The Mahindra e2o has been available in the market since a few years now but the company hasn’t been able to move out the electric vehicle from showroom floors. In a bid to generate more interest in its electric vehicle, Mahindra has now revamped the e2o and christened it the e2oPlus. The e2oPlus comes with some cosmetic changes and equipment upgrades over the older model, but the most significant addition are the 2 doors at the rear which make the EV more practical.
Electric cars haven’t gained popularity in the Indian market and there is still a lot of time before them to gain acceptance here. In fact, besides the e2oPlus there are no other electric cars that are priced in affordable brackets and most other electric cars are positioned in premium segments.
The new Mahindra e2OPlus gets certain upgrades in terms of design. The four door version of the car looks more well-proportioned than the regular e2O. The stylish front grille now gets Mahindra’s signature seven-vertical slats, like its other vehicles. It has a similar headlamp design of the 2-door version.
The Mahindra e2OPlus is overall quite a good looking hatchback. The exteriors look premium and the car is well designed too. More importantly it is proportionate, like a proper hatchback. The 2-door version looked a bit out of place. The two extra doors at the rear make all the difference. The Mahindra e2OPlus is longer by 310mm to the E2O. The width is also increased by 61mm and height by 25mm. The front end is similar to the E2O-2 door , however it is the side and rear that are completely different. The car gets attractive and sporty looking 13-inch alloy wheels as well. This pleasant looking car is contemporary too. It gets projector headlamps, LED taillamps which are vertically mounted and also a rear spoiler.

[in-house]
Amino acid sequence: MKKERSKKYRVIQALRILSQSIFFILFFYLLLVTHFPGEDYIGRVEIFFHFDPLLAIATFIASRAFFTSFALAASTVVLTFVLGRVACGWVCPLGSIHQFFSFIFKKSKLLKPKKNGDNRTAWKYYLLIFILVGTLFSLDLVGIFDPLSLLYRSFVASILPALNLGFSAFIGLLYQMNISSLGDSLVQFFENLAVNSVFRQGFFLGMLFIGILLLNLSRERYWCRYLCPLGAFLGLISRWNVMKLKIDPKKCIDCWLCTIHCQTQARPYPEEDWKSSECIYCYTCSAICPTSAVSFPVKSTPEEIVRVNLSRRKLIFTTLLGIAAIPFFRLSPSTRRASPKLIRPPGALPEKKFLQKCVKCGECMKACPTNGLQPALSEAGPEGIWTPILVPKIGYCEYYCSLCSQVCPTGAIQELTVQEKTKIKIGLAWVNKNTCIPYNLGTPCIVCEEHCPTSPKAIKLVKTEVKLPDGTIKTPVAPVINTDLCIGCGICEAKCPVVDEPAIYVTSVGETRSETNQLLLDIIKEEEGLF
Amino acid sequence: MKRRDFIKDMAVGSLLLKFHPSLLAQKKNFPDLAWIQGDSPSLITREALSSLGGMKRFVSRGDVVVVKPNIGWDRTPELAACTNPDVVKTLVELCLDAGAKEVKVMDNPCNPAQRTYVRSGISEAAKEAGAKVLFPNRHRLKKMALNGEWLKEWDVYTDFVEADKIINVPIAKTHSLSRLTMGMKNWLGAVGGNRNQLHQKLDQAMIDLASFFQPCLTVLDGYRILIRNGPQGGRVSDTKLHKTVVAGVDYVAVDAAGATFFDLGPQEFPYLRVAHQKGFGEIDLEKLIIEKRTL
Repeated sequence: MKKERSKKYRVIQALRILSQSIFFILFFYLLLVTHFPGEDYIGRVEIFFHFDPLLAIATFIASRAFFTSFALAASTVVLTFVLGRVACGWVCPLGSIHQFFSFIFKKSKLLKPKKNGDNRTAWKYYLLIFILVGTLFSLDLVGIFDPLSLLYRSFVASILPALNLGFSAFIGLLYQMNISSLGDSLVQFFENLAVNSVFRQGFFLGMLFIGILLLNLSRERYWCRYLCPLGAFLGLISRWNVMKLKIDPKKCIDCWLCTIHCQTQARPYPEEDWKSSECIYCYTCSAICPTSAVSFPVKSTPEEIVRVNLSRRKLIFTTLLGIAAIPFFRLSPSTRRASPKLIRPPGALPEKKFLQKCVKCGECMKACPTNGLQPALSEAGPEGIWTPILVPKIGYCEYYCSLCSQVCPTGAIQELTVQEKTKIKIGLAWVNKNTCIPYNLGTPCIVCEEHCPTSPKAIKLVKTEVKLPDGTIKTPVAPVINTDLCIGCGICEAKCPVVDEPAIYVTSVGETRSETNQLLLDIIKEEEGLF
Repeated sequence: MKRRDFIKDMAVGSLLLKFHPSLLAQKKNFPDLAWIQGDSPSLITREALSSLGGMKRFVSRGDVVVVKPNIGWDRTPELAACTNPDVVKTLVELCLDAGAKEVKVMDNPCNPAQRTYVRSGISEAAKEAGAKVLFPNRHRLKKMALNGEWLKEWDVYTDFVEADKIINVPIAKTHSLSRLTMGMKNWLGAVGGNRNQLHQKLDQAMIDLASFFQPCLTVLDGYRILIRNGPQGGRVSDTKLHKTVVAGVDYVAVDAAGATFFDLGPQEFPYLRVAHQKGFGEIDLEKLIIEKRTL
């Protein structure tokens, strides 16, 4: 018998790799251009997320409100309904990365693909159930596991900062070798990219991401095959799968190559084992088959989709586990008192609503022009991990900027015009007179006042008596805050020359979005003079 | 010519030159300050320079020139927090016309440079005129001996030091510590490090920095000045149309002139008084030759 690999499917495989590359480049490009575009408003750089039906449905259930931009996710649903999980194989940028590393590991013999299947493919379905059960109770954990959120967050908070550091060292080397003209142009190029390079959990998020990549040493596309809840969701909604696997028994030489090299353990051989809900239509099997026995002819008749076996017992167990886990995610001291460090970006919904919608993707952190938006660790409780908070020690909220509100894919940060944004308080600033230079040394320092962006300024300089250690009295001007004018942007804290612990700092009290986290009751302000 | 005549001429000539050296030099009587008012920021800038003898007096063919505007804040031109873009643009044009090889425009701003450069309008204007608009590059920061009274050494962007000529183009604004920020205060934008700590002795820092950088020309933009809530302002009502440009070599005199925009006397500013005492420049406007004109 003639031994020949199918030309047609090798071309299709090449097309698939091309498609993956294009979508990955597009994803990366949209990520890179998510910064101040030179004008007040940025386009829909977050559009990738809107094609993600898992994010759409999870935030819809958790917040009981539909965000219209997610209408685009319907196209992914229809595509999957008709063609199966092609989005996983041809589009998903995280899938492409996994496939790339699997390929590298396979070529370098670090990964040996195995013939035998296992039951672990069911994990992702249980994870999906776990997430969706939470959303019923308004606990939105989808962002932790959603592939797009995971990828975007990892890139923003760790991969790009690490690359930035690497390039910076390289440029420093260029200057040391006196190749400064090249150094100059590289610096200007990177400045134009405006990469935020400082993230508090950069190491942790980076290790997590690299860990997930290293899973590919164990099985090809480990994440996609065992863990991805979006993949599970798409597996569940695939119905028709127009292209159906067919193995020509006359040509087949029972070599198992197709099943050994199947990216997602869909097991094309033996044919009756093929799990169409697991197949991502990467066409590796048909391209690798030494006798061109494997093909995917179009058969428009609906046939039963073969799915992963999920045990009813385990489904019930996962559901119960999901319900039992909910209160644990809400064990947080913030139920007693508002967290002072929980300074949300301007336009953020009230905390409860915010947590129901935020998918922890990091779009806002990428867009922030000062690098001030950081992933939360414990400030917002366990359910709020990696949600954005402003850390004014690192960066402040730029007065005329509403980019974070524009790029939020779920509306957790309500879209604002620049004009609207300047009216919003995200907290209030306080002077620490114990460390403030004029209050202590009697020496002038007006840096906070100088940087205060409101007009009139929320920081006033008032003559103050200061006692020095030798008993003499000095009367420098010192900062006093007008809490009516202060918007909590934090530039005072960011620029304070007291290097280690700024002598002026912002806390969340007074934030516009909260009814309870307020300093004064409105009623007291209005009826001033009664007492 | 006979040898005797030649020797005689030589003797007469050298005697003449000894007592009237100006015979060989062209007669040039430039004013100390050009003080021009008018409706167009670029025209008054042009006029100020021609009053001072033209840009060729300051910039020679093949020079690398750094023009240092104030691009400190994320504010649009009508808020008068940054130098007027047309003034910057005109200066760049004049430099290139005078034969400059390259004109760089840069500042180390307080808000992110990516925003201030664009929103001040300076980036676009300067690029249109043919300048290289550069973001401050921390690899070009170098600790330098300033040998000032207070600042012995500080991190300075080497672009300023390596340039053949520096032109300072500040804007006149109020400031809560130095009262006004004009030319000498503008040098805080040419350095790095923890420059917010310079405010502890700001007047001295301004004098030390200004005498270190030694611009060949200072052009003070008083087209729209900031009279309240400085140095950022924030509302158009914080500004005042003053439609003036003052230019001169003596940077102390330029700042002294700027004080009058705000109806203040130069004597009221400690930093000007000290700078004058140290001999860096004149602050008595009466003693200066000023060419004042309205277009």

The ground clearance of the Mahindra e2OPlus is good. From the rear, it looks a lot different from the 2-door E2O. The LED lamps help reduce the costing and consume less power too
The biggest changes, however, are on the inside. The two-door e2o was surprisingly spacious in the back, but that was mainly because you expected it to be super-cramped. The e2o Plus, on the other hand, is properly spacious for its size. You have more than enough legroom in the front and back, and a good amount of headroom too. While three adults would find the rear a squeeze, two will find it adequately roomy. The seats too, are quite comfortable and offer good support. Boot space, at 135 litres, is not ample, but it is enough for two cabin-luggage-sized bags.
The dashboard is the same as that of the two-door e2o, featuring an Android-based touchscreen infotainment system manufactured by Blaupunkt in the centre console, rotary knobs for the air con and a digital instrument cluster that displays vehicle speed, shift status, driving efficiency, charge percentage and the distance to empty. The e2o Plus also gets all-round power windows, electronically adjustable exterior mirrors and keyless go. Material quality, though, is a sore point. All materials in the cabin, ranging from the plastics and fabric to the switchgear feel a bit cheap.
ENGINE AND PERFORMANCE
What you can expect though, is adequate performance to keep you entertained. Electric cars may have been born out of the need to make travel ‘greener’, but that doesn’t mean boring. Why? Unlike petrol or diesel cars, you don’t have to work your way through multiple gears to access the motor’s potential.